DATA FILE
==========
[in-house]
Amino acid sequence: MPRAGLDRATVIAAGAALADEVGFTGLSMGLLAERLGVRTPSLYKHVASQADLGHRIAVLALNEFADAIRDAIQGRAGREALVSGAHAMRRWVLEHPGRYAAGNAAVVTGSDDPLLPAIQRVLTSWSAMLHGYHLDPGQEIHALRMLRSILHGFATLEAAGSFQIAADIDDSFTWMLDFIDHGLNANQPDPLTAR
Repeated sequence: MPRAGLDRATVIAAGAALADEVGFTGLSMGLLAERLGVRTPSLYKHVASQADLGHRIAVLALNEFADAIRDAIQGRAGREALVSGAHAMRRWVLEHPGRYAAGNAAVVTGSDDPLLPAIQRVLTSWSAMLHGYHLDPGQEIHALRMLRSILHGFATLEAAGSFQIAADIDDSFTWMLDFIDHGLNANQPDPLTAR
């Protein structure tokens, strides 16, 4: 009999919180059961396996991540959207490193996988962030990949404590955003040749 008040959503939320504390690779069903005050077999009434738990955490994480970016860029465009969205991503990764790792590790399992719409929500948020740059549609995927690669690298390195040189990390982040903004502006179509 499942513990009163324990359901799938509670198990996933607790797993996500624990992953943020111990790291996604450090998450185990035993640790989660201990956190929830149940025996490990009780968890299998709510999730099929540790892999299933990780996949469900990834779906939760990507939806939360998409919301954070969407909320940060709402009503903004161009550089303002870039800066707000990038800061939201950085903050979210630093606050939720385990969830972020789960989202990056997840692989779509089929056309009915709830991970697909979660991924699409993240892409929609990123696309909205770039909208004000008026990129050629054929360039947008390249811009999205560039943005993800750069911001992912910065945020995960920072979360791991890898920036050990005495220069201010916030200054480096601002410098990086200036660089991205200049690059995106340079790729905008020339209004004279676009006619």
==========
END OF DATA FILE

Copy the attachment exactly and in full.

[in-house]
Amino acid sequence: MPRAGLDRATVIAAGAALADEVGFTGLSMGLLAERLGVRTPSLYKHVASQADLGHRIAVLALNEFADAIRDAIQGRAGREALVSGAHAMRRWVLEHPGRYAAGNAAVVTGSDDPLLPAIQRVLTSWSAMLHGYHLDPGQEIHALRMLRSILHGFATLEAAGSFQIAADIDDSFTWMLDFIDHGLNANQPDPLTAR
Repeated sequence: MPRAGLDRATVIAAGAALADEVGFTGLSMGLLAERLGVRTPSLYKHVASQADLGHRIAVLALNEFADAIRDAIQGRAGREALVSGAHAMRRWVLEHPGRYAAGNAAVVTGSDDPLLPAIQRVLTSWSAMLHGYHLDPGQEIHALRMLRSILHGFATLEAAGSFQIAADIDDSFTWMLDFIDHGLNANQPDPLTAR
């Protein structure tokens, strides 16, 4: 009999919180059961396996991540959207490193996988962030990949404590955003040749 008040959503939320504390690779069903005050077999009434738990955490994480970016860029465009969205991503990764790792590790399992719409929500948020740059549609995927690669690298390195040189990390982040903004502006179509 499942513990009163324990359901799938509670198990996933607790797993996500624990992953943020111990790291996604450090998450185990035993640790989660201990956190929830149940025996490990009780968890299998709510999730099929540790892999299933990780996949469900990834779906939760990507939806939360998409919301954070969407909320940060709402009503903004161009550089303002870039800066707000990038800061939201950085903050979210630093606050939720385990969830972020789960989202990056997840692989779509089929056309009915709830991970697909979660991924699409993240892409929609990123696309909205770039909208004000008026990129050629054929360039947008390249811009999205560039943005993800750069911001992912910065945020995960920072979360791991890898920036050990005495220069201010916030200054480096601002410098990086200036660089991205200049690059995106340079790729905008020339209004004279676009006619």